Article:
There was a YouTube video from Blue Seat Studios that designed a thought experiment using a ‘Cup of Tea’ (see here): Tea Consent (Clean) – YouTube
This is a rather ingenious analogy. It demonstrates the obviousness of how sexual intercourse whilst someone has fallen unconscious. In the thought experiment, we are asked to imagine making someone a cup of tea. Whilst drinking the tea, the person falls unconscious. The question we are asked is if we would continue pouring the tea down their throat whilst they are unconscious? The answer anticipated that we obviously wouldn’t because even though they wanted tea before, they don’t want it now. And they cannot tell us whether they still want tea. The analogy is that if you are having sex with someone, continuing to have sex with someone after they have fallen unconscious is just as non-consensual as making them continue to drink tea.
There is a possible objection that such a conceptual analysis is unnecessary. That it is already obvious that continuing to have sex with someone after they have fallen asleep, or unconscious, is non-consensual sex. But the need for a change in understanding the nature of consent has been a common focus in addressing sexual assault. The language from ‘no means no’ to ‘yes means yes’ is an example of transitioning to a ‘affirmative’ understanding of consent. Furthermore, contemporary research seems to such a need for continued education and communciation on what counts as affirmative consent (see here): Full article: Explicit, Voluntary, and Conscious: Assessment of the Importance of Adopting an Affirmative Consent Definition for Sexual Assault Prevention Programming on College Campuses (une.edu.au).
There has been a particular objection put forward by Dr Adrian Blau. Blau (2016) argues that the cup of tea thought experiment contains a morally relevant disanalogy, where he says:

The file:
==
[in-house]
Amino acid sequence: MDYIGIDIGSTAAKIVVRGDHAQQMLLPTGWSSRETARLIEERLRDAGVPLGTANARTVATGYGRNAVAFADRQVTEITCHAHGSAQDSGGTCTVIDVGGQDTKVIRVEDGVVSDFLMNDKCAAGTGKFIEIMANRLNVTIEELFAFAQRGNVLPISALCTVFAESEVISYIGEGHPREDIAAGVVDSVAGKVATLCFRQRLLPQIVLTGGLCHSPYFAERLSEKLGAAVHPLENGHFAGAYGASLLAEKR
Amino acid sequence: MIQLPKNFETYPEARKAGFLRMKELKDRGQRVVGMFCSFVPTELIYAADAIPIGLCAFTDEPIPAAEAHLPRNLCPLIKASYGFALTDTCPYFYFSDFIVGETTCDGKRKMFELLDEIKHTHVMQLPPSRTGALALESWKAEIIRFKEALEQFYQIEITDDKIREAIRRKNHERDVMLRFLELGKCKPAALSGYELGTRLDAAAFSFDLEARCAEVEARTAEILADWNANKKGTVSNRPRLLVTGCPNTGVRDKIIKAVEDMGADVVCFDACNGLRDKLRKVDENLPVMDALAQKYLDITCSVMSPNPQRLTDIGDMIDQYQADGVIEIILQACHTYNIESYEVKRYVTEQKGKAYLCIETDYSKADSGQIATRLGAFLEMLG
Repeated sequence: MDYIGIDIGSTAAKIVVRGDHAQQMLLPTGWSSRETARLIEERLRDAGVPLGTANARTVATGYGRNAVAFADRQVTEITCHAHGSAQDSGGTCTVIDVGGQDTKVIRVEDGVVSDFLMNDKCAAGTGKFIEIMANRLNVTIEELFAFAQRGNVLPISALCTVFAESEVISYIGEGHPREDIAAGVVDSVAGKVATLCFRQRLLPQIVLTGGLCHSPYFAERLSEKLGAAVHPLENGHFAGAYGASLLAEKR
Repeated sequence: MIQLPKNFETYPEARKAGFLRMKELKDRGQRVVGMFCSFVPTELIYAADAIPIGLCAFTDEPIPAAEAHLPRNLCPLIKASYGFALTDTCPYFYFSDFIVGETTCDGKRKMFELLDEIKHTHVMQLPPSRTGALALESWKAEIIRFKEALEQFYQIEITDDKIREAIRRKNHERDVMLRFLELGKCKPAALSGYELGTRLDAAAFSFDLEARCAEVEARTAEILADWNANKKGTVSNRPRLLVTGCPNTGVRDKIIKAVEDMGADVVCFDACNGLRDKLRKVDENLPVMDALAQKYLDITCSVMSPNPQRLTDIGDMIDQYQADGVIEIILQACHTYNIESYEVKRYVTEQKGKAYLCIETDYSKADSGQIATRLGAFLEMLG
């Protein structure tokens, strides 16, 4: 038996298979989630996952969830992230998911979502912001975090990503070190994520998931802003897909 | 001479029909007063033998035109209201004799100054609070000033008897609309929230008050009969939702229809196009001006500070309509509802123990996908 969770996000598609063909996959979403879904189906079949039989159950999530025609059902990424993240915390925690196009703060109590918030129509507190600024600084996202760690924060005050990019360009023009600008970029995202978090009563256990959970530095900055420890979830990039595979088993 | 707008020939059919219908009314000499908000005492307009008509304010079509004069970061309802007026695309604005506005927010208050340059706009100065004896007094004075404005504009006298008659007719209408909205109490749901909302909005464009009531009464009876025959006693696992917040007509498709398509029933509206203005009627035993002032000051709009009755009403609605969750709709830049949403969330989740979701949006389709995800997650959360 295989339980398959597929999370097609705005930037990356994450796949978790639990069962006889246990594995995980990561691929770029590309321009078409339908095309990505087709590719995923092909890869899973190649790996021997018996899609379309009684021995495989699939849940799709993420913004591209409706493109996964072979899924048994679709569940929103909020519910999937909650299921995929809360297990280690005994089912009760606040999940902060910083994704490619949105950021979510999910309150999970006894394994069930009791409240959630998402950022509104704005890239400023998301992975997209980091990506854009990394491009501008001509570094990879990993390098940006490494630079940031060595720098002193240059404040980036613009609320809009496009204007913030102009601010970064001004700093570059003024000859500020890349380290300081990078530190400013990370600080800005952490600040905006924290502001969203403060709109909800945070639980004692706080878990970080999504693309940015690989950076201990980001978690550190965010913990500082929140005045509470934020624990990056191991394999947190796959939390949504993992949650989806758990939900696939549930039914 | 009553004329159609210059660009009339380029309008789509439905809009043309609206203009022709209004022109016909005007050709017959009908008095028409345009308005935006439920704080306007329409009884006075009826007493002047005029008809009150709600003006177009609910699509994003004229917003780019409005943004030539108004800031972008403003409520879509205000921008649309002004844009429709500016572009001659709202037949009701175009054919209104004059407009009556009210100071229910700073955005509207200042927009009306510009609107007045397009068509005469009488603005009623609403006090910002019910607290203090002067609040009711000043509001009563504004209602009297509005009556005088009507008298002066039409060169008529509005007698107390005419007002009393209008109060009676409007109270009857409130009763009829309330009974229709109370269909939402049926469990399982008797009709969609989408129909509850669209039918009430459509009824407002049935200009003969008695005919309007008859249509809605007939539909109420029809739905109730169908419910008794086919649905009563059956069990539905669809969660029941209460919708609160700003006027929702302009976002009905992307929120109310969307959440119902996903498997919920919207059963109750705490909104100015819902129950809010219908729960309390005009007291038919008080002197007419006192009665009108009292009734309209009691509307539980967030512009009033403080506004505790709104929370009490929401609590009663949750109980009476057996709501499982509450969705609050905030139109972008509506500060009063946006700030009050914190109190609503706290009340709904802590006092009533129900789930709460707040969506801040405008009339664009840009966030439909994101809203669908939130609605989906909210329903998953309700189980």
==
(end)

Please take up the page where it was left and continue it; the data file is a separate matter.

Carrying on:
“To desperately want to give someone tea is odd; to do so against their will is ludicrous. But many people do desperately want to have sex with someone; to do so against their will is abhorrent and appalling, but it is not ludicrous in the same way as the tea example. Most people watching the video will agree that we should not force someone to drink tea against their will, and that we should not
have sex with someone against their will, so the judgment of the thought experiment is right: rape is wrong”
This objection applies only if the conclusion we are trying to draw from the thought experiment is that ‘rape is wrong’. But this is not the conclusion we are trying to draw. The conclusion we are trying to draw is what counts and does not count as consent. Hence, this thought experiment does not need to do any work arguing how bad sexual assault is. All the work that needs to be done is clarify what counts as affirmative consent.
To be fair to Blau, he acknowledges that the target of the thought experiment is the concept of consent, not how horrible rape is. However, he does worry that the difference between the sillyness of making someone drink tea and the detestableness of making someone have sex may distract from the intention of the original thought experiment. Although this is possible, I argue that taking the discussion away from the horror of rape can be helpful. Adrian Walsh (2012) has called this approach ‘re-imaginings’. A reimagining can help us reflect on situations that we are well accustomed to. Walsh gives Judith Jarvis Thomson’s famous violinist thought experiment as an example of ‘re-imagining’ abortion from sexual assault.
An example I would like to use regarding re-imaginings also concerns abortion from Rosalind Hursthouse. Hursthouse challenges the argument that early stage embryos should be treated like human beings because they are ‘potential’ human beings. She asks us to imagine collecting acorns and cutting down oak trees. Collecting acorns is far different from cutting down oak trees, even though they stopped an oak tree from developing. An objection similar to Blau’s could be that there is a huge difference between a potential human and a potential oak tree (and I would agree). However, the point of the thought experiment is to show that just because something can potentially become something different, it does not mean that it already is something different.
Overall, the cup of tea thought experiment is a great example of conceptual analysis and communication.
Blue Seat Studios. Cup of Tea. https://www.youtube.com/watch?v=fGoWLWS4-kU
A. Blau (2016). The logical inference of political thought experiments: 48060477-263b-453d-8ea7-5e76a43f6fb2.pdf (ecpr.eu)